Before we even meet Gatsby, we learn about an impenetrable world of the heady, wealthy elite. And then, as we meet Gatsby and see the evidence of his wealth – his fancy house, his elaborate parties, we also immediately hear rumors about his “dim” background. 

Gatsby is not a man with a Yale legacy and an easily understood family past. The idea that he is a fraud is introduced immediately in the novel.

For young people, then, it’s possible to read the novel not as an invitation to aspiration but as a warning. Don’t be ambitious; don’t think you can work hard and succeed. The only access those outside of the elite have to wealth and power is through crime. It’s a rigged system. 

Strive for education and go to an elite college like St. Olaf’s and you’ll be reminded of your place by being tasked to work as a janitor; you won’t last a month. Attend Oxford as a war veteran? You won’t really be able to earn a degree or credibility. Befriend a wealthy patron like Dan Cody? The legal system is set up in ways you won’t understand to be sure that you never inherit any legacy.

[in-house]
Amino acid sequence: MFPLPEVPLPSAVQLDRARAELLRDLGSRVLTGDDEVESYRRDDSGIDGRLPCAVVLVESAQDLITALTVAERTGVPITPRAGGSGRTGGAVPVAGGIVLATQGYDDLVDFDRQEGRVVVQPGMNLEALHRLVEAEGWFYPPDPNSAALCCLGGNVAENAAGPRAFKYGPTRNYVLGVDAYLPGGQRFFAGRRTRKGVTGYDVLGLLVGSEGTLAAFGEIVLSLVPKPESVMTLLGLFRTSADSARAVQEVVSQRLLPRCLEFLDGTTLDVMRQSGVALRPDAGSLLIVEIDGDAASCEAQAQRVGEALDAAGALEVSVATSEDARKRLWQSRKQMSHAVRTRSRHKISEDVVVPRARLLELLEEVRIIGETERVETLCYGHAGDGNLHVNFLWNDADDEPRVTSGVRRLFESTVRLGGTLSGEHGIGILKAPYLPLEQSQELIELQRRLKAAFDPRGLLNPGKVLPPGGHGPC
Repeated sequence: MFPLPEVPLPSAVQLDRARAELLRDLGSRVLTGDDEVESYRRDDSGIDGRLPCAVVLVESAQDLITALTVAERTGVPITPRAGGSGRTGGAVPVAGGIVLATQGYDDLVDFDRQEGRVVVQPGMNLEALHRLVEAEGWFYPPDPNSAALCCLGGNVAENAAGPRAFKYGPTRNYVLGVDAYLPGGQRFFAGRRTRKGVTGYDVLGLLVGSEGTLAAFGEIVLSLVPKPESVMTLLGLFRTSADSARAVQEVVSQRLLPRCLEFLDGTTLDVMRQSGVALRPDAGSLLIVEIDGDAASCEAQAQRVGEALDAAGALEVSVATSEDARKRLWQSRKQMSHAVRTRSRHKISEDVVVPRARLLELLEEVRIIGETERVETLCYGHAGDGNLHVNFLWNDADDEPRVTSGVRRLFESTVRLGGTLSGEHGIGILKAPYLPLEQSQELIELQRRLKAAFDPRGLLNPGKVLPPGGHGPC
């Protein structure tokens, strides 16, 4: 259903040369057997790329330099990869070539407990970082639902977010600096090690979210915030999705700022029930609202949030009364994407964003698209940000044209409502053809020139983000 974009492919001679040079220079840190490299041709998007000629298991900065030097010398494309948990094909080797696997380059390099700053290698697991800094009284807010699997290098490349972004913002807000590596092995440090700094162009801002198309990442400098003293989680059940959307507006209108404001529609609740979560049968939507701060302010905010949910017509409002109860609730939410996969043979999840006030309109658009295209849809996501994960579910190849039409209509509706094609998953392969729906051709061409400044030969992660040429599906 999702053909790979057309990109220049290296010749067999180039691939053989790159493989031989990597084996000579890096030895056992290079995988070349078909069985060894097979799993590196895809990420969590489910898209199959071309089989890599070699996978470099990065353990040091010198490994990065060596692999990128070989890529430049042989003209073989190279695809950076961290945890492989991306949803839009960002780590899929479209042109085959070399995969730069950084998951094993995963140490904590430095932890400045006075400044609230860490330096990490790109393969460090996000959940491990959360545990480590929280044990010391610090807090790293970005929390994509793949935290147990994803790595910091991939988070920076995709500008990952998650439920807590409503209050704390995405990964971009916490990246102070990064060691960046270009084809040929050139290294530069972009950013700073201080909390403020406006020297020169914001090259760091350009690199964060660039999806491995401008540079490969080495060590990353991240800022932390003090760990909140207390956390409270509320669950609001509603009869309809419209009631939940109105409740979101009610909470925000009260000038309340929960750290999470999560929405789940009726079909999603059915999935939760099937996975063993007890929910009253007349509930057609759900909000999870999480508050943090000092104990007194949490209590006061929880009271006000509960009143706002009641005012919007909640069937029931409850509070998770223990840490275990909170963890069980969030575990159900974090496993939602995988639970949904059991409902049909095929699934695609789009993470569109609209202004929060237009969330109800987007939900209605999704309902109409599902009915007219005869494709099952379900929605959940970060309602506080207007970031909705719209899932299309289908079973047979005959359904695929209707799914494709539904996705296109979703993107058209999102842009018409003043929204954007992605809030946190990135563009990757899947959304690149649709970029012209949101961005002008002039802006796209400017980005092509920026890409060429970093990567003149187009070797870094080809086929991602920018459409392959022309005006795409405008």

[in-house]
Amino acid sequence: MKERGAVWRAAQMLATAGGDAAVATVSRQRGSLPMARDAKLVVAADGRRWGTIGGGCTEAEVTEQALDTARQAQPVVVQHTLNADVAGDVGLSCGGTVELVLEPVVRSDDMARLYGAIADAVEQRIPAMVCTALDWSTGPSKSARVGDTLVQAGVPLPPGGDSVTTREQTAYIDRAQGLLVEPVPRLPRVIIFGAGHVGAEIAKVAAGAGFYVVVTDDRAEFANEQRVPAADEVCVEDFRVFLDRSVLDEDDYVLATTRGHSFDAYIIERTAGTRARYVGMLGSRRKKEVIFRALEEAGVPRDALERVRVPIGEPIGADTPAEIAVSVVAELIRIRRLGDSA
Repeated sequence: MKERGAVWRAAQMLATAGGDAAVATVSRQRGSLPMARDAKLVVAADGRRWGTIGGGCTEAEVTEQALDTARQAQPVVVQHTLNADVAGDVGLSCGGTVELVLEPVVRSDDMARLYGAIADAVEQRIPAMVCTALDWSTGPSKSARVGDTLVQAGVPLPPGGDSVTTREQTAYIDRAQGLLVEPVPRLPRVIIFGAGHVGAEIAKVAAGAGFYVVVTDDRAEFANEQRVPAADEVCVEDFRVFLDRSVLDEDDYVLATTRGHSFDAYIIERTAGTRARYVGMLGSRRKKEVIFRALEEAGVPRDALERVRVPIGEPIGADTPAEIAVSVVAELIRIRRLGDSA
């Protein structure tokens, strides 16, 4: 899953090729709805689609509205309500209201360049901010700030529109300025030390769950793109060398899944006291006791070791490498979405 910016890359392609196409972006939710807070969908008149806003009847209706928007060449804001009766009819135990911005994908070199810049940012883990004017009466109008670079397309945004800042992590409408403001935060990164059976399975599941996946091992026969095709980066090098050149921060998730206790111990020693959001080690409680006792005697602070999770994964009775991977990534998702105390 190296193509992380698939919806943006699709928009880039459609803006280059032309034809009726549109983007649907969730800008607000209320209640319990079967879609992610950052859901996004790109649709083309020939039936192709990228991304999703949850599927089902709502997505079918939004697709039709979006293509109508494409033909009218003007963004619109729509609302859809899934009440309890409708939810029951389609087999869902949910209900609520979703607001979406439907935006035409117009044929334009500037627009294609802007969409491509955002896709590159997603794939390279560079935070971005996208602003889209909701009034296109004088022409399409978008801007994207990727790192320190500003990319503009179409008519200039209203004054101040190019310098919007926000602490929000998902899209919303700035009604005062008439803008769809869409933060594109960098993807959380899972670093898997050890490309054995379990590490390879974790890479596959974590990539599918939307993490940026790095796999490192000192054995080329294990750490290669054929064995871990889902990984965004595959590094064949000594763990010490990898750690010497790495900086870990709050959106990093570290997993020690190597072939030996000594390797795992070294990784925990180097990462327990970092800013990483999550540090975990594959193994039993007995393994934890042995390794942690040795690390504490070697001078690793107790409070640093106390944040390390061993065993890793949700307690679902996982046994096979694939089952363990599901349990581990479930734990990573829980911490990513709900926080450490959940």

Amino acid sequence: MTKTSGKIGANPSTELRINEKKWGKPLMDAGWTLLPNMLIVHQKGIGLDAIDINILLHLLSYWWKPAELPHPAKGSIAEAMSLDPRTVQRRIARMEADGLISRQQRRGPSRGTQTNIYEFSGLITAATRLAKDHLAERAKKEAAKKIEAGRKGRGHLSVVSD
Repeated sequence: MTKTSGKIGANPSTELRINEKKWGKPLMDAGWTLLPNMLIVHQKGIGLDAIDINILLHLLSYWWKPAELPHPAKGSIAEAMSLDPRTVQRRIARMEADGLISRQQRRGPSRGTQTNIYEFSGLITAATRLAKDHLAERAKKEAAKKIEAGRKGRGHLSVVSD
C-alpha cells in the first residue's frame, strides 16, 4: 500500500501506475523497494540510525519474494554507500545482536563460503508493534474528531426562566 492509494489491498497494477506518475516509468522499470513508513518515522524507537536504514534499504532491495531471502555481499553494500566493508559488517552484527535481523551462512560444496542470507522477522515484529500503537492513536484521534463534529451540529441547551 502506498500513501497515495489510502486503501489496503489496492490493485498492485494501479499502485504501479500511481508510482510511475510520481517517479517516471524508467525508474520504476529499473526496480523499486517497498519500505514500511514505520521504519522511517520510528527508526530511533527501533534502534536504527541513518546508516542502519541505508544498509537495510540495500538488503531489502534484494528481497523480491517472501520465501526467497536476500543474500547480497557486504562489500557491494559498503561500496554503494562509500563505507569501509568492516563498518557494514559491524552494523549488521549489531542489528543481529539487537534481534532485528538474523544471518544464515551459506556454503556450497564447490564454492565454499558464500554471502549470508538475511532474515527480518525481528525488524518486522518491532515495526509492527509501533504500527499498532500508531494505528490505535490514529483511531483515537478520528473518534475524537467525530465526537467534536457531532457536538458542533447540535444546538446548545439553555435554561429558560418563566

And what of Jewish readers and readers of color who encounter the racism and anti-Semitism within Gatsby? As Stephanie Powell Watts, author of No One Is Coming to Save Us, a compelling reimagining of Gatsbyexplains her experience: “However swept up and away I may be, I can’t help but fear that the door of the book will suddenly close in my face by excluding or demeaning people of color, women, the poor. . . . it hurts to find yourself on the outside, the butt of the joke.”